The eight-member committee held its opening meeting with Defense Minister Hussein Tantawi on Tuesday. The panel includes three judges from the Supreme Constitutional Court — one of them a Christian — and legal experts, one of its members, scholar Mohammed Hassanein Abdel-Al, told The Associated Press.

The panel is headed by Tareq el-Bishri, considered one of Egypt's top legal minds. A former judge, he was once a secular leftist but became a prominent thinker in the "moderate Islamic" political trend. He is respected on both sides as a bridge between the movements.

The military is now also urging an end to labor strikes that began spreading wildly across the country last week. The strikes gave an added element of turmoil that which along with rapidly mushrooming protests, prompted the military to force Mubarak into retirement. Strikes have continued since even as the political protests themselves have largely ended.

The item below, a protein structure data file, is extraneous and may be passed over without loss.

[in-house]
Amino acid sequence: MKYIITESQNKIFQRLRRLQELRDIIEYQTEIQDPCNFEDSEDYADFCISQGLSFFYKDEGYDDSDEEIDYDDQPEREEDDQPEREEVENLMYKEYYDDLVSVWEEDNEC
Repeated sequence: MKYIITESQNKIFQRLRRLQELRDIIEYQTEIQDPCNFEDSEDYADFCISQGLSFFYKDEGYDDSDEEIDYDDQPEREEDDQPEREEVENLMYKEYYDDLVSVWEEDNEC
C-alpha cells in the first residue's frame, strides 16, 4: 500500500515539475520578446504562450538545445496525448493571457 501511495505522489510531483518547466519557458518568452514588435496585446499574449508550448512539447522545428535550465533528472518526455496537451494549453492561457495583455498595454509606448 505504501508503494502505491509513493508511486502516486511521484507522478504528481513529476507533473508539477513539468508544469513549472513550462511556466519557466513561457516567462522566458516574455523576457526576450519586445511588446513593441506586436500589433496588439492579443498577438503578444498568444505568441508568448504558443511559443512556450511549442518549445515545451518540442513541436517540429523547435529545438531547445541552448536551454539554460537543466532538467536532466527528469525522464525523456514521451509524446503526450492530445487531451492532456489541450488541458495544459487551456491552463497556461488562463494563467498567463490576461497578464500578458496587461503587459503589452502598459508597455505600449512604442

The Supreme Council warned on Tuesday that continuing strikes and protests would be "disastrous," arguing that only when they stop could the economic and social ills plaguing the country could be tackled, the state news agency MENA reported.

In a nod to the anger over corruption that is fueling strikes and protests, the council acknowledged how widespread the malfeasance was in the ousted regime.

"No one expected that the corruption was of this size," the council said, according to MENA. "The council does not have a magic wand to end it immediately. But at the same time, it will not allow new corruption or the growth of existing corruption." MENA cited "sources close to the council," but it appeared to be quoting at least some of the council's generals.